Not too long ago, I stumbled upon Nick Fancher's book, Studio Anywhere: A Photographer's Guide to Shooting in Unconventional Locations. I knew, almost instantly, that it had to land on my Christmas wishlist. But when Christmas day rolled around, Fancher's book was no where to be found. It was unfortunate, really, but not the end of the world. I continued to pour over his website and Instagram while watching video after video about his #studioanywhere workshops. Although his class is far beyond what I can put forward now, I was still incredibly intrigued by his style, but more so, by his willingness to break what I considered the norms of photography, to try new things, and post his work out there for everyone to judge.
After spending a few weeks reading his various articles and examining his portraiture, it was obvious that I had to purchase his book for myself. When it arrived, I studied like I had a test in the morning. It sat next to me at the dinner table, and again at breakfast. I read it during lunch breaks, and sometimes even when I had just a couple minutes of tranquility between meetings. Fancher's writing style falls right in line with my interest. There are a few jokes here and there to break up the facts while the majority of the book is filled with great examples of how he pushes the bar. Needless to say, I had read his book, cover to cover, in a few short sittings. On my third pass-through, I decided to see what more he might have to offer; that's when I found his second book.
Studio Anywhere 2: A Photographer's Guide to Shooting Hard Light populated in my Amazon feed like a beacon from above. And after a few minutes of discussion with my wife, the book was on order and I was impatiently awaiting the mailman at my front door. Fancher's second book reads just as easily as the first; I certainly read it the same way and would argue it's just as valuable - maybe more so than his earlier writing.
I'll admit that my inexperience with speedlights scared me early on. It wasn't something I was completely comfortable with and I didn't want that to shine through on a shoot. So, for the meantime, I had stuck with natural light and worked with what I had. It didn't take me long to start enlisting friends to stand in for portraits. Then I was hooked. I quickly learned knew enough tricks to get through a number of professional headshot sessions, some product shots, and a few things in between. With soft boxes attached, I could shoot just about anything with soft lighting.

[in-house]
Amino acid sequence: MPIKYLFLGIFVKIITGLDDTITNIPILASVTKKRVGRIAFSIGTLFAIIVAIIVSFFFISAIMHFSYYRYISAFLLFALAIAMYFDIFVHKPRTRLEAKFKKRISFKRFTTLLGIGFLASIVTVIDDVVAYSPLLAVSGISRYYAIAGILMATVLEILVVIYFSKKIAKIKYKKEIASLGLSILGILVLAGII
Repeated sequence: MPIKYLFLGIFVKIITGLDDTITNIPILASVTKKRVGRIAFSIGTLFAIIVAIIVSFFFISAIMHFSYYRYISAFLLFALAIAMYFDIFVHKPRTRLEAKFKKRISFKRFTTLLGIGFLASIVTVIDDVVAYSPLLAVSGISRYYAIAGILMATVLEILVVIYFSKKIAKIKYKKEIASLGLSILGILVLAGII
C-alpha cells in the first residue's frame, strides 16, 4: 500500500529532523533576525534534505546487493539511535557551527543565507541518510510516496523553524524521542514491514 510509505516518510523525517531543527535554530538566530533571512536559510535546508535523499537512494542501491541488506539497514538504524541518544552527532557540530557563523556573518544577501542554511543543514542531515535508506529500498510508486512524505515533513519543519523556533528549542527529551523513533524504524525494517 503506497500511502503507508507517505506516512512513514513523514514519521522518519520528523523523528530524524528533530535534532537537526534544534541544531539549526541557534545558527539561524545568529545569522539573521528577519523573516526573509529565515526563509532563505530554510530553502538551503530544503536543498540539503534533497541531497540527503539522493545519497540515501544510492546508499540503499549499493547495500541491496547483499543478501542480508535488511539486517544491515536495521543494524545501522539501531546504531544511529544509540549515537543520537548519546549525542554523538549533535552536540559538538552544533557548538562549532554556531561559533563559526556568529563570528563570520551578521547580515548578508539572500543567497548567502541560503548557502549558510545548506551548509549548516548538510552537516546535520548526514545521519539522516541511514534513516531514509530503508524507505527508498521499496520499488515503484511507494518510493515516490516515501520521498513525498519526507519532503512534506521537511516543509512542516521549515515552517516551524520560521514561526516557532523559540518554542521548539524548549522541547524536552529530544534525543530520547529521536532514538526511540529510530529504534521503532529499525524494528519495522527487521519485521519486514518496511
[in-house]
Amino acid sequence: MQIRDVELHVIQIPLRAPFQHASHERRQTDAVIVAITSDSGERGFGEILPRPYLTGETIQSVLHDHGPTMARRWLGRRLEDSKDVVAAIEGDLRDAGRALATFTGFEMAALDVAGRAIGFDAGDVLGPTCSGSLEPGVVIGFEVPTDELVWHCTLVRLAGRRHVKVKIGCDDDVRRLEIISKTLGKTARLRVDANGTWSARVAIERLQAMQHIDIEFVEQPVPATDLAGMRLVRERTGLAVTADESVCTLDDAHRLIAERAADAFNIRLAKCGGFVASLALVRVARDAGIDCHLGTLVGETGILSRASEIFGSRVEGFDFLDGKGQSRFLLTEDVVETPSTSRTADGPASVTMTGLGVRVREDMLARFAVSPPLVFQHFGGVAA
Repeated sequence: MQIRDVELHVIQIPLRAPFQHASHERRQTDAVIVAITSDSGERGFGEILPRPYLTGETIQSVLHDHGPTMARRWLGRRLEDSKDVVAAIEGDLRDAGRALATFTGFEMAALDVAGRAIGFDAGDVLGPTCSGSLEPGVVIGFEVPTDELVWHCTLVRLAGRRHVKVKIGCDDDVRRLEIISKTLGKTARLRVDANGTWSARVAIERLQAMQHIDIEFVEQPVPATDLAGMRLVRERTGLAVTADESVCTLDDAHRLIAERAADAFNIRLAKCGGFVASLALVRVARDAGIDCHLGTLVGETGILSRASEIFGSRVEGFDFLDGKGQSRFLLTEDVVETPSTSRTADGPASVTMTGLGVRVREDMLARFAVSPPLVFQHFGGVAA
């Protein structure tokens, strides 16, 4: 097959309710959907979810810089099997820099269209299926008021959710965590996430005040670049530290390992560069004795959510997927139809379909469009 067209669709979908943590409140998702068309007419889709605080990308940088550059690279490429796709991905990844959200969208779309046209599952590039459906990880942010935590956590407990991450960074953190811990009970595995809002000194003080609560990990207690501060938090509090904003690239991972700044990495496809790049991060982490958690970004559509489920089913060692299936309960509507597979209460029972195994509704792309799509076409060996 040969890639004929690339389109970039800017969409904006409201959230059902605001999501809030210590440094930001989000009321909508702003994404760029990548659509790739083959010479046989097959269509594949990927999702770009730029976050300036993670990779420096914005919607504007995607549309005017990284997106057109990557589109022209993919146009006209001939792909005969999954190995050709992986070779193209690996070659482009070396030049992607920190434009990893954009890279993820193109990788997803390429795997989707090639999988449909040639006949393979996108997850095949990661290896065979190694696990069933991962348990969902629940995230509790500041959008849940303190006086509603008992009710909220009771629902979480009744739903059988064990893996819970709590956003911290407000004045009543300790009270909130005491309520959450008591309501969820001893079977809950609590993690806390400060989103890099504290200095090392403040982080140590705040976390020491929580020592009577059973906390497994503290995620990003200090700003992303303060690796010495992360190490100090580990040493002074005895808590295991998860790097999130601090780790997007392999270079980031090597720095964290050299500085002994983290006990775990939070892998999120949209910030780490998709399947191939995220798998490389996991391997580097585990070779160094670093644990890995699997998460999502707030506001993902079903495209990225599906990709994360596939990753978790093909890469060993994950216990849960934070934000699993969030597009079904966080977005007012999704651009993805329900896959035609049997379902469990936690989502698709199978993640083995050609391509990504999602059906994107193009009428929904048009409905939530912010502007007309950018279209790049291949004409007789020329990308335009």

But I still felt stuck, longing to create edgier lighting setups on my own terms. And that's exactly why I purchased Fancher's second book. I wanted to go beyond the lighting setups that I had learned before and explore the true power of light. I wanted hard edges, crisp shadows, and harsh light fall off. I wanted to spice up my images and achieve an edgier look.
My lighting setup is pretty meager, even today: two Neewer TT560 manual speedlights, two Yongnuo RF-603NII-N3 wireless flash triggers, a 24"x36" softbox, and two stands. I've opted, quiet similarly to Fancher, to travel light and work with the scenes laid out before me. Sure, it's take some extra effort to understand and finesse (and I'm not completely sure I'm that well versed), but the pursuit has been well worth it.
Over the last week I had the opportunity to photograph Shae. You may recognize her from my earlier Framed Series. We've crossed paths numerous times over the last few years and I thought she would enjoy taking part in an edgier series of photographs. Fortunately she agreed and we met up in Forest Park at an old racquetball court with scuffed, dingy walls and too many terrible florescent lights. Despite how terrible it may sound, the scene was perfect and we captured some great images. Check them out below, and if you haven't yet, pick up a copy of Fancher's books.